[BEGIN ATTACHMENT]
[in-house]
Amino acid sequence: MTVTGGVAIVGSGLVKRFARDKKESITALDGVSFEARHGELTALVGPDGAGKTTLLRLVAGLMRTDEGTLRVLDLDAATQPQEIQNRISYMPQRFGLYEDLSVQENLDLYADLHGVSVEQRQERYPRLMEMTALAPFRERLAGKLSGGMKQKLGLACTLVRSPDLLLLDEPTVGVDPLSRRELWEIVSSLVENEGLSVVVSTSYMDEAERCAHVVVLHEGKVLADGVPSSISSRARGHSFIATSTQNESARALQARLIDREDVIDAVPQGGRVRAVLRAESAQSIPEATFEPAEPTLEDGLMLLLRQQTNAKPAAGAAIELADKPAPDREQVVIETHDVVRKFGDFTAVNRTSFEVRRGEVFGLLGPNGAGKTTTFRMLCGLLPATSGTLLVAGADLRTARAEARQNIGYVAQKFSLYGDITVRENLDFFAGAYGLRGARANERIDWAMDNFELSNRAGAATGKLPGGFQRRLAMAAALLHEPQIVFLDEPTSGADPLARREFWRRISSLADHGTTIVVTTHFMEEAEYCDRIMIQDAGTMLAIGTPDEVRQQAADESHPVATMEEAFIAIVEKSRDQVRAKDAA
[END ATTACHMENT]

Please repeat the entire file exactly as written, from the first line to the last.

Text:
[in-house]
Amino acid sequence: MTVTGGVAIVGSGLVKRFARDKKESITALDGVSFEARHGELTALVGPDGAGKTTLLRLVAGLMRTDEGTLRVLDLDAATQPQEIQNRISYMPQRFGLYEDLSVQENLDLYADLHGVSVEQRQERYPRLMEMTALAPFRERLAGKLSGGMKQKLGLACTLVRSPDLLLLDEPTVGVDPLSRRELWEIVSSLVENEGLSVVVSTSYMDEAERCAHVVVLHEGKVLADGVPSSISSRARGHSFIATSTQNESARALQARLIDREDVIDAVPQGGRVRAVLRAESAQSIPEATFEPAEPTLEDGLMLLLRQQTNAKPAAGAAIELADKPAPDREQVVIETHDVVRKFGDFTAVNRTSFEVRRGEVFGLLGPNGAGKTTTFRMLCGLLPATSGTLLVAGADLRTARAEARQNIGYVAQKFSLYGDITVRENLDFFAGAYGLRGARANERIDWAMDNFELSNRAGAATGKLPGGFQRRLAMAAALLHEPQIVFLDEPTSGADPLARREFWRRISSLADHGTTIVVTTHFMEEAEYCDRIMIQDAGTMLAIGTPDEVRQQAADESHPVATMEEAFIAIVEKSRDQVRAKDAA